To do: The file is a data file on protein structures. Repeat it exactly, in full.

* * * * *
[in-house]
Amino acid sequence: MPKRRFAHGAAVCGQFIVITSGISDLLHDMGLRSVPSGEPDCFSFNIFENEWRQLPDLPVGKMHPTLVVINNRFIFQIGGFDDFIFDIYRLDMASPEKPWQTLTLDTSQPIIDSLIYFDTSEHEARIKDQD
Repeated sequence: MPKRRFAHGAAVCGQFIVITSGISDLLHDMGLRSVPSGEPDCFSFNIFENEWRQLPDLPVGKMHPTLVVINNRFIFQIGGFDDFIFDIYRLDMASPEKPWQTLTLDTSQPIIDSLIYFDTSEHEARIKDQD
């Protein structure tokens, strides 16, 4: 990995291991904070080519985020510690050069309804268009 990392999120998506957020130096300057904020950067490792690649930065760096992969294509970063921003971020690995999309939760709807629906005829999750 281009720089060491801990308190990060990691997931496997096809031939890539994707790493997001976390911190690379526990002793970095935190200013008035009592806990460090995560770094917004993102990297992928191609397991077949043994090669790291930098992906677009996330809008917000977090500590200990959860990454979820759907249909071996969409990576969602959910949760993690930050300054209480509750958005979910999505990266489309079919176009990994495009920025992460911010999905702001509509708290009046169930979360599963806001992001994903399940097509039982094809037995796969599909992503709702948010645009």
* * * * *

[in-house]
Amino acid sequence: MPKRRFAHGAAVCGQFIVITSGISDLLHDMGLRSVPSGEPDCFSFNIFENEWRQLPDLPVGKMHPTLVVINNRFIFQIGGFDDFIFDIYRLDMASPEKPWQTLTLDTSQPIIDSLIYFDTSEHEARIKDQD
Repeated sequence: MPKRRFAHGAAVCGQFIVITSGISDLLHDMGLRSVPSGEPDCFSFNIFENEWRQLPDLPVGKMHPTLVVINNRFIFQIGGFDDFIFDIYRLDMASPEKPWQTLTLDTSQPIIDSLIYFDTSEHEARIKDQD
């Protein structure tokens, strides 16, 4: 990995291991904070080519985020510690050069309804268009 990392999120998506957020130096300057904020950067490792690649930065760096992969294509970063921003971020690995999309939760709807629906005829999750 281009720089060491801990308190990060990691997931496997096809031939890539994707790493997001976390911190690379526990002793970095935190200013008035009592806990460090995560770094917004993102990297992928191609397991077949043994090669790291930098992906677009996330809008917000977090500590200990959860990454979820759907249909071996969409990576969602959910949760993690930050300054209480509750958005979910999505990266489309079919176009990994495009920025992460911010999905702001509509708290009046169930979360599963806001992001994903399940097509039982094809037995796969599909992503709702948010645009």